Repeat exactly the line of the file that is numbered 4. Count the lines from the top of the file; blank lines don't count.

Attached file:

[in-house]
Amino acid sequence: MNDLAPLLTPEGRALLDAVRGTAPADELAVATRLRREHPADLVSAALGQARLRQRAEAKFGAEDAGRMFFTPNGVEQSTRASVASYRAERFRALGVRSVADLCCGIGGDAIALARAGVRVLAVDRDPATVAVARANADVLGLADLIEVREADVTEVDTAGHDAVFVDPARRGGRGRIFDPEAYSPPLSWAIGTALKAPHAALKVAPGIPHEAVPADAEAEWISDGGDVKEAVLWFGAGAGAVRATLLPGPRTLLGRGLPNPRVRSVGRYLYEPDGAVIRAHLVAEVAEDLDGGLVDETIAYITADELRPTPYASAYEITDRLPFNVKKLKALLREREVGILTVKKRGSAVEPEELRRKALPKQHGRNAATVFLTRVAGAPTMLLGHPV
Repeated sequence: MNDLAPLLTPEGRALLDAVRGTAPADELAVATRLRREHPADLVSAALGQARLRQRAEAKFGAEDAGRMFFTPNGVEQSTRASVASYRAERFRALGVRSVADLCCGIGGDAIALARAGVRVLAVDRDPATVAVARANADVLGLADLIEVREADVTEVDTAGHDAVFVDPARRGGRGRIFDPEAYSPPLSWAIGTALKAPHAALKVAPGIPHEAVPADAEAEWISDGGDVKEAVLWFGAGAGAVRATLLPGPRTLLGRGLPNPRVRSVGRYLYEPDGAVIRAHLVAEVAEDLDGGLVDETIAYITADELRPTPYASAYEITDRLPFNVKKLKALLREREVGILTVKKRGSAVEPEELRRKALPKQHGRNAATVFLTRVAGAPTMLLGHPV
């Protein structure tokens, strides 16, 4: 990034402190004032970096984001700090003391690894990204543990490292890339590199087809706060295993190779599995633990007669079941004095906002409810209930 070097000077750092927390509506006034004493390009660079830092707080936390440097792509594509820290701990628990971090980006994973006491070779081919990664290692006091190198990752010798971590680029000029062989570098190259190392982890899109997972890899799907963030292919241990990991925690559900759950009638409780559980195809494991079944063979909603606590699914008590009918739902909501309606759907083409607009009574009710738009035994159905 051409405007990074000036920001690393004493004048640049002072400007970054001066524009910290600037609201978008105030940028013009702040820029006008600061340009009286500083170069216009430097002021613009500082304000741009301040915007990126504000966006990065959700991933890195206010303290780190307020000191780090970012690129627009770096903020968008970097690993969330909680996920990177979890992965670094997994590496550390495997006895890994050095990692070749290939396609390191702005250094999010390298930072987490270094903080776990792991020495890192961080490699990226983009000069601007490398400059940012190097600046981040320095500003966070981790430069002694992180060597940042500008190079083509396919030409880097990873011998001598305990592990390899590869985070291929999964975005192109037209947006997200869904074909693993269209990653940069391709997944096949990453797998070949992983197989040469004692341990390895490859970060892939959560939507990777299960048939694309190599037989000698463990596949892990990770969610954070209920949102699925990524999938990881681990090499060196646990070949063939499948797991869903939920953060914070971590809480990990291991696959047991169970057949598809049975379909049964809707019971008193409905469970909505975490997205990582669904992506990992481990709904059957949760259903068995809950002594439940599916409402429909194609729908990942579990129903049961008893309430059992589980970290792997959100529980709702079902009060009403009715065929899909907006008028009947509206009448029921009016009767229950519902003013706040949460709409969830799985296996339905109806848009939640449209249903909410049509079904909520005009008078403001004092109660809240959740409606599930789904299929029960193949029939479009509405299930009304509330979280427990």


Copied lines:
């Protein structure tokens, strides 16, 4: 990034402190004032970096984001700090003391690894990204543990490292890339590199087809706060295993190779599995633990007669079941004095906002409810209930 070097000077750092927390509506006034004493390009660079830092707080936390440097792509594509820290701990628990971090980006994973006491070779081919990664290692006091190198990752010798971590680029000029062989570098190259190392982890899109997972890899799907963030292919241990990991925690559900759950009638409780559980195809494991079944063979909603606590699914008590009918739902909501309606759907083409607009009574009710738009035994159905 051409405007990074000036920001690393004493004048640049002072400007970054001066524009910290600037609201978008105030940028013009702040820029006008600061340009009286500083170069216009430097002021613009500082304000741009301040915007990126504000966006990065959700991933890195206010303290780190307020000191780090970012690129627009770096903020968008970097690993969330909680996920990177979890992965670094997994590496550390495997006895890994050095990692070749290939396609390191702005250094999010390298930072987490270094903080776990792991020495890192961080490699990226983009000069601007490398400059940012190097600046981040320095500003966070981790430069002694992180060597940042500008190079083509396919030409880097990873011998001598305990592990390899590869985070291929999964975005192109037209947006997200869904074909693993269209990653940069391709997944096949990453797998070949992983197989040469004692341990390895490859970060892939959560939507990777299960048939694309190599037989000698463990596949892990990770969610954070209920949102699925990524999938990881681990090499060196646990070949063939499948797991869903939920953060914070971590809480990990291991696959047991169970057949598809049975379909049964809707019971008193409905469970909505975490997205990582669904992506990992481990709904059957949760259903068995809950002594439940599916409402429909194609729908990942579990129903049961008893309430059992589980970290792997959100529980709702079902009060009403009715065929899909907006008028009947509206009448029921009016009767229950519902003013706040949460709409969830799985296996339905109806848009939640449209249903909410049509079904909520005009008078403001004092109660809240959740409606599930789904299929029960193949029939479009509405299930009304509330979280427990």